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THE EDITOR TO THE READER.

THI

THE present enlarged edition of the “Library of Poetry and Song” has

been projected with a view of making the collection more perfect, both in the choice of poems and the variety of sources from which they are derived. Within a very few years past several names of eminence have been added to the list of poets in our language, and every reader would expect to find samples of their verse in an anthology like this, to say nothing of the air of freshness which these would give.

That the demand for compilations of this character is genuine and very general is sufficiently demonstrated by the appearance, since the first edition of this was published, of Emerson's “ Parnassus” and Whittier's " Songs of Three Centuries." These, however, do not seem to have supplanted Dana's “Household Book of Poetry,” which still retains its popularity. It often happens that the same household contains several of these publications. The present volume, moreover, in addition to the fullness of its material, has been got up with much expense in the way of engraved illustrations, so that it will occupy a place by itself. Regarded from a literary point of view, it owes much to the expert hands of Mr. Knight and Mr. Raymond, who have assisted in its compilation and the perfecting of its details. The first edition has proved, commercially speaking, one of the most successful publications of the day; and if the compilation in its present shape should meet with the same favor, the Publishers, it seems to me, can ask no more.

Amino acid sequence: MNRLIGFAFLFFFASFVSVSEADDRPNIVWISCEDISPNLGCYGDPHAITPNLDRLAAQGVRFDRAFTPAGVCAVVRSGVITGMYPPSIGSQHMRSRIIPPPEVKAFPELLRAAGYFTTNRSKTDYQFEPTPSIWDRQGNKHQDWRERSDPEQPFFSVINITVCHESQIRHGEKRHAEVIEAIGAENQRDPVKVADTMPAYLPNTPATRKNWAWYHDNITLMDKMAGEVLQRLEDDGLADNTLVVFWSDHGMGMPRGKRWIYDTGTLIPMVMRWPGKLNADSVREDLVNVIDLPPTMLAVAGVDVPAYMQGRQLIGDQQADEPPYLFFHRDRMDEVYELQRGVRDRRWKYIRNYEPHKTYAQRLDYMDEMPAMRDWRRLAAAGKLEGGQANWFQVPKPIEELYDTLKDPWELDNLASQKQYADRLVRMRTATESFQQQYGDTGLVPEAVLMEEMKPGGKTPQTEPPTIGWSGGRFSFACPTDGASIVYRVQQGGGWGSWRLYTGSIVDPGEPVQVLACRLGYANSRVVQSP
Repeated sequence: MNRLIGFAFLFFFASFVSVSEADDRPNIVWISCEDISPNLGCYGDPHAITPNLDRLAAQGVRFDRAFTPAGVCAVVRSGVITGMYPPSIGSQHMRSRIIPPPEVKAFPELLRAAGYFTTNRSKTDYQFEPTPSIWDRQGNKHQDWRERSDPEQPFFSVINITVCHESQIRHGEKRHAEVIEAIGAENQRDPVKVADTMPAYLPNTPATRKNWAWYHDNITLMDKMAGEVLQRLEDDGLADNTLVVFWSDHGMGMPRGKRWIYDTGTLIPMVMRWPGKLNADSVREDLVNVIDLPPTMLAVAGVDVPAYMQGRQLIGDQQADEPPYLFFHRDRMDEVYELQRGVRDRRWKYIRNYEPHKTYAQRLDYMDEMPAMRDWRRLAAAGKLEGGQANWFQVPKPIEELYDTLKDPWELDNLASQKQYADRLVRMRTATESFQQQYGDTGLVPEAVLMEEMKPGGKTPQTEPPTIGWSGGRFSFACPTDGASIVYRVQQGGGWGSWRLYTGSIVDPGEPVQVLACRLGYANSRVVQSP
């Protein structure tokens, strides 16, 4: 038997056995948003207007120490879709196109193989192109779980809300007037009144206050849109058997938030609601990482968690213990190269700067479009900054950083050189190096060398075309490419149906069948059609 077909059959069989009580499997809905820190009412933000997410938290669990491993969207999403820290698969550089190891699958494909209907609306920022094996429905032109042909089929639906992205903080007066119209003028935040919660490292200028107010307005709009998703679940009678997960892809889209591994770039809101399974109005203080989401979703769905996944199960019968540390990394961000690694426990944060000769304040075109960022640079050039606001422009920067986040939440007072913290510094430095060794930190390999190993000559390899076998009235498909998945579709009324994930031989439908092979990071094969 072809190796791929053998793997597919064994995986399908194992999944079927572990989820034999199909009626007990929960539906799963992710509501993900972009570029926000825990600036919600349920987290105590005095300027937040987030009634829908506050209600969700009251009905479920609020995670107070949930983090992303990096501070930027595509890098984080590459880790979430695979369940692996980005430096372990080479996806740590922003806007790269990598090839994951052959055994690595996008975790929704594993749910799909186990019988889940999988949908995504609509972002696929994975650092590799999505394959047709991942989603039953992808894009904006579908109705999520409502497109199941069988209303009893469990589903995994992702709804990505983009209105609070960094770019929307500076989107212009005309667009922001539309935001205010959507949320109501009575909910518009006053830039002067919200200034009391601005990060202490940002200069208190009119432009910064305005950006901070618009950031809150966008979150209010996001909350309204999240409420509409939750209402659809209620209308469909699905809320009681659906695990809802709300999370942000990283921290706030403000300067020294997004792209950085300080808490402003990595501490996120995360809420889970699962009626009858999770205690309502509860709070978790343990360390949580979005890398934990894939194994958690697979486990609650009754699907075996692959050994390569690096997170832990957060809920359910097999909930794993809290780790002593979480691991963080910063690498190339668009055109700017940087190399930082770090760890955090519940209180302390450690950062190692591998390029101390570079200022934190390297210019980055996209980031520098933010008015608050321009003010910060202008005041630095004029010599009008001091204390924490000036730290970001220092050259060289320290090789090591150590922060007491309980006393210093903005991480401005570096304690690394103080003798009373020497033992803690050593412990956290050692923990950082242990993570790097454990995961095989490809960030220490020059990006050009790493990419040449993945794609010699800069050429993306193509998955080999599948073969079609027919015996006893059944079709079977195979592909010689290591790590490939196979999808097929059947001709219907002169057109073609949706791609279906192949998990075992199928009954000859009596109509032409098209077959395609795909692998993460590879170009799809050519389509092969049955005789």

When I saw that Mr. Emerson had omitted to include any of his own poems in the collection entitled “ Parnassus," I doubted, for a while, whether

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I ought not to have practiced the same reserve. Yet when I considered that the omission on his part was so far a defect, and that there is not a reader of his volume who would not have been better pleased to possess several of his poems along with the others, I became better satisfied with what I had done, and allowed such of my poems as I had included to remain. In one respect, at least, the present compilation will have the advantage over Mr. Emerson's, namely, that it contains several of the poems with which he has enriched our

literature.

WILLIAM CULLEN BRYANT.

July, 1876.

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thup brethren oftmankind And clottw, lu word of flame? Thoughtī that thall live within the generul

suund, Deem'rul the framing of a deathtasilay The paalina of a díowely Vumma-dog

Bur-gave-all thy Powers And wreck them on the vene that thou dostavernes

And in the lonely hours , olt-kilent morning or at wakeful ever While the tiatm current

tingles throughtley veine, Set forth the Autning worddei fliend-chrome

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empty gutt
of passion fina anuttu-unw in thy lay

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coluí feelkuglof calm power and mighty pweep,
Like currents journeying through the windle so deep .

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